Seeing through walls in real time

SAR imagery (in range vs. range) of two humans about 30 feet down range with the wall 20 feet down range. From left to right, the images as shown on the radar screen are for subjects moving in free-space, behind a 4-inch solid concrete wall, behind a cinder block wall, and behind an 8-inch solid concrete wall. Each target’s location is clearly identifiable in all scenarios, and the through-wall results are similar to those of the free-space

Image credit: MIT Lincoln Laboratory

MIT Lincoln Laboratory researchers have developed a new radar system that looks through walls. This ultrawideband (UWB) phased-array sensor has real-time acquisition and processing capability and provides video-like synthetic aperture radar (SAR) images of people moving behind an 8-inch-thick cinder block or concrete wall.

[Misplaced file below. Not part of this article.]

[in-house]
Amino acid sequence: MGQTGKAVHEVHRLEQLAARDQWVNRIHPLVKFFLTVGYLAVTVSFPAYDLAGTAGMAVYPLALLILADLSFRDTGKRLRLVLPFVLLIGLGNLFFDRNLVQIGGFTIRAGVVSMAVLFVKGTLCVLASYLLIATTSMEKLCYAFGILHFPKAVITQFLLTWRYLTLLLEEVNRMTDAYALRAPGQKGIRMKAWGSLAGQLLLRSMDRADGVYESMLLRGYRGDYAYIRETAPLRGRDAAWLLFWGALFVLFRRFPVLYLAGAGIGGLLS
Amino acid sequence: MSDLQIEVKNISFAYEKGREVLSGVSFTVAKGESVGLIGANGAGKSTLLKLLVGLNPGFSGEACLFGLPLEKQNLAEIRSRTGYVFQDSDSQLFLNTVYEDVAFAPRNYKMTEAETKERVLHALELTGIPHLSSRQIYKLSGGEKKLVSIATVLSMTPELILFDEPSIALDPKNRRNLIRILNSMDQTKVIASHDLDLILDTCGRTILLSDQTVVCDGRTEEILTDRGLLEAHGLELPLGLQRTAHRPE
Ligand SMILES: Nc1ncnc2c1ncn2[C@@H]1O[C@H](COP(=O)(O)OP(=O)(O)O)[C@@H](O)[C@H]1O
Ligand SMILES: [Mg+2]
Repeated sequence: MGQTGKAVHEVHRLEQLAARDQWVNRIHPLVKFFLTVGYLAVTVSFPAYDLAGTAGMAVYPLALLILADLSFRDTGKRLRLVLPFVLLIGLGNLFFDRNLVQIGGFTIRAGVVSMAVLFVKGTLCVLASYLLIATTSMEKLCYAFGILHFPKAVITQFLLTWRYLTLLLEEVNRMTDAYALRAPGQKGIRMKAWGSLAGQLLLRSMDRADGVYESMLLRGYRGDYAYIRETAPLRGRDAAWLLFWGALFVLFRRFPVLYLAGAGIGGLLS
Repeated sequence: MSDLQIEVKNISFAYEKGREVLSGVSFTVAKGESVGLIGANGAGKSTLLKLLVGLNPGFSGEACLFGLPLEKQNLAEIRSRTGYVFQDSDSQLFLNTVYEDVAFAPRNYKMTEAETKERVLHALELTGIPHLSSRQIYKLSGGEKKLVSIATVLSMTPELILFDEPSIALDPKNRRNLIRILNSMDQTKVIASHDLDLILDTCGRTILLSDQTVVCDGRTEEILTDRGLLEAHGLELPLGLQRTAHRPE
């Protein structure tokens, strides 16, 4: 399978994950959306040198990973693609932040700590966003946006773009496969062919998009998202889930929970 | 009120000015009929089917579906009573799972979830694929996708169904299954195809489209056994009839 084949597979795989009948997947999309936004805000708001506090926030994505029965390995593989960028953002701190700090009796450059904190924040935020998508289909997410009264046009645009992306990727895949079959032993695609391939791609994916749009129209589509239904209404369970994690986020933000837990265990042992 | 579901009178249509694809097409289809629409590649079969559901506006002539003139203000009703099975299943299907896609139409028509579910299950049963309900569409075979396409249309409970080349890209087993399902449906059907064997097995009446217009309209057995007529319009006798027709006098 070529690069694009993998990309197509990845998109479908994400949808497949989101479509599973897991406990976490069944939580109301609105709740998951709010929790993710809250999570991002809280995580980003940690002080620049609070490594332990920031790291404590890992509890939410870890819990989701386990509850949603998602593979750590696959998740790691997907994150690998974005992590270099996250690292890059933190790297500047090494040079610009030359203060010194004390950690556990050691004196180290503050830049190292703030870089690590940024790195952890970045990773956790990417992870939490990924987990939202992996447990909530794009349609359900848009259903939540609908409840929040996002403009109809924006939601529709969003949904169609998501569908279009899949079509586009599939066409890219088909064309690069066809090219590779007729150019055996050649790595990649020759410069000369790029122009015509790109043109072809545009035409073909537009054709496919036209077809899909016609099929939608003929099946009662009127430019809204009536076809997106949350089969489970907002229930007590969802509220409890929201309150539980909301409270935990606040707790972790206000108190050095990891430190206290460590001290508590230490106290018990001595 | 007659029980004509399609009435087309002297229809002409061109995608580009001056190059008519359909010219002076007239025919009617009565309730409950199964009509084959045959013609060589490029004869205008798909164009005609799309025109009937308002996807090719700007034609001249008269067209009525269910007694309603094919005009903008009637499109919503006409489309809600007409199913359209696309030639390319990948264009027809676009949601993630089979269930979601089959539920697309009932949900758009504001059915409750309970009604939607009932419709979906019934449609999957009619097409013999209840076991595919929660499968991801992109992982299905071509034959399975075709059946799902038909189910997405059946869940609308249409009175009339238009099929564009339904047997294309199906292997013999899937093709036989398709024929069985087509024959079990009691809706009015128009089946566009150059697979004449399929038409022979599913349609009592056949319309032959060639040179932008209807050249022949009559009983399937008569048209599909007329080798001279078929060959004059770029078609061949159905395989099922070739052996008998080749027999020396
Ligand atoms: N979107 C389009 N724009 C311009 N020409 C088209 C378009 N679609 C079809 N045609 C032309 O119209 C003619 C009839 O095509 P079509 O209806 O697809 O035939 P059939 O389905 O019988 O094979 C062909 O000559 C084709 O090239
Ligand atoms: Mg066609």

The system demonstrated the ability to capture meaningful imagery at a 10.8 Hz frame rate through 4-inch- and 8-inch-thick, as well as cinder block, walls from a standoff distance of approximately 20 feet, but is estimated to work up to 60 feet away.

Dr. Gregory Charvat, who developed the system along with colleagues John Peabody and Tyler Ralston of Lincoln Laboratory’s Aerospace Sensor Technology Group, says, “We estimate the maximum range to be approximately 60 feet when looking through an 8-inch concrete wall.”

The technology will be useful for providing soldiers or emergency responders in urban environments with increased awareness of activity inside or behind structures, says Charvat. “Such a system could reduce mission risk for soldiers in the urban environment and help to save lives.”

The system exploits a well-known fact: while it is not possible to see through walls by using visible light, it is possible by using larger micro-wavelengths to radiate into a wall and receive a weak scattered signal that is representative of what is behind the wall.


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